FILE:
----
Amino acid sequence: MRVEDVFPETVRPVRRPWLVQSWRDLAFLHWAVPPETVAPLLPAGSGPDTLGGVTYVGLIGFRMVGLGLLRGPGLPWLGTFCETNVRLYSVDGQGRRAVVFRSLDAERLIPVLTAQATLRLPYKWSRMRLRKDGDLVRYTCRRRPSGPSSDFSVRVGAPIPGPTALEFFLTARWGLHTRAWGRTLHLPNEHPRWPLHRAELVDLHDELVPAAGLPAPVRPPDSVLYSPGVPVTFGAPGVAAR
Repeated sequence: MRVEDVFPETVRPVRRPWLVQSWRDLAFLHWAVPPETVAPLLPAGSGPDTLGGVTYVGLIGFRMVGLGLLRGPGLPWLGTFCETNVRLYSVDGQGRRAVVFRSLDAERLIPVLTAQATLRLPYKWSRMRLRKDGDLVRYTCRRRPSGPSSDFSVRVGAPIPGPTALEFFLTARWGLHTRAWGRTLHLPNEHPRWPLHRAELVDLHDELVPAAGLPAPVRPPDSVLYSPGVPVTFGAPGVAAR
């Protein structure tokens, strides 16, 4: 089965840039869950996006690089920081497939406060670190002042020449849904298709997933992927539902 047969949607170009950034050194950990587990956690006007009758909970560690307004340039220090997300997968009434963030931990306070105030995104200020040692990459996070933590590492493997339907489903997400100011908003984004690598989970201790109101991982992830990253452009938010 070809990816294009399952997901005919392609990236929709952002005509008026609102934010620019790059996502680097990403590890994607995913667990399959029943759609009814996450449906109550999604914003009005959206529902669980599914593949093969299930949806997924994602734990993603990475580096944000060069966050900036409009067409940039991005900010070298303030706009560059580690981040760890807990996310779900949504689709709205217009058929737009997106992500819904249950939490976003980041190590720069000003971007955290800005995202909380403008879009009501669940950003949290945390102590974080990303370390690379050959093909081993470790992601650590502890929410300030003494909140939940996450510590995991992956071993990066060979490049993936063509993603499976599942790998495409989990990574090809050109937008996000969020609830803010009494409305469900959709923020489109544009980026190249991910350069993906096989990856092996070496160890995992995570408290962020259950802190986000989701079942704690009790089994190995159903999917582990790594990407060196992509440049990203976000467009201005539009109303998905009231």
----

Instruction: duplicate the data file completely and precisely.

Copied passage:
Amino acid sequence: MRVEDVFPETVRPVRRPWLVQSWRDLAFLHWAVPPETVAPLLPAGSGPDTLGGVTYVGLIGFRMVGLGLLRGPGLPWLGTFCETNVRLYSVDGQGRRAVVFRSLDAERLIPVLTAQATLRLPYKWSRMRLRKDGDLVRYTCRRRPSGPSSDFSVRVGAPIPGPTALEFFLTARWGLHTRAWGRTLHLPNEHPRWPLHRAELVDLHDELVPAAGLPAPVRPPDSVLYSPGVPVTFGAPGVAAR
Repeated sequence: MRVEDVFPETVRPVRRPWLVQSWRDLAFLHWAVPPETVAPLLPAGSGPDTLGGVTYVGLIGFRMVGLGLLRGPGLPWLGTFCETNVRLYSVDGQGRRAVVFRSLDAERLIPVLTAQATLRLPYKWSRMRLRKDGDLVRYTCRRRPSGPSSDFSVRVGAPIPGPTALEFFLTARWGLHTRAWGRTLHLPNEHPRWPLHRAELVDLHDELVPAAGLPAPVRPPDSVLYSPGVPVTFGAPGVAAR
């Protein structure tokens, strides 16, 4: 089965840039869950996006690089920081497939406060670190002042020449849904298709997933992927539902 047969949607170009950034050194950990587990956690006007009758909970560690307004340039220090997300997968009434963030931990306070105030995104200020040692990459996070933590590492493997339907489903997400100011908003984004690598989970201790109101991982992830990253452009938010 070809990816294009399952997901005919392609990236929709952002005509008026609102934010620019790059996502680097990403590890994607995913667990399959029943759609009814996450449906109550999604914003009005959206529902669980599914593949093969299930949806997924994602734990993603990475580096944000060069966050900036409009067409940039991005900010070298303030706009560059580690981040760890807990996310779900949504689709709205217009058929737009997106992500819904249950939490976003980041190590720069000003971007955290800005995202909380403008879009009501669940950003949290945390102590974080990303370390690379050959093909081993470790992601650590502890929410300030003494909140939940996450510590995991992956071993990066060979490049993936063509993603499976599942790998495409989990990574090809050109937008996000969020609830803010009494409305469900959709923020489109544009980026190249991910350069993906096989990856092996070496160890995992995570408290962020259950802190986000989701079942704690009790089994190995159903999917582990790594990407060196992509440049990203976000467009201005539009109303998905009231």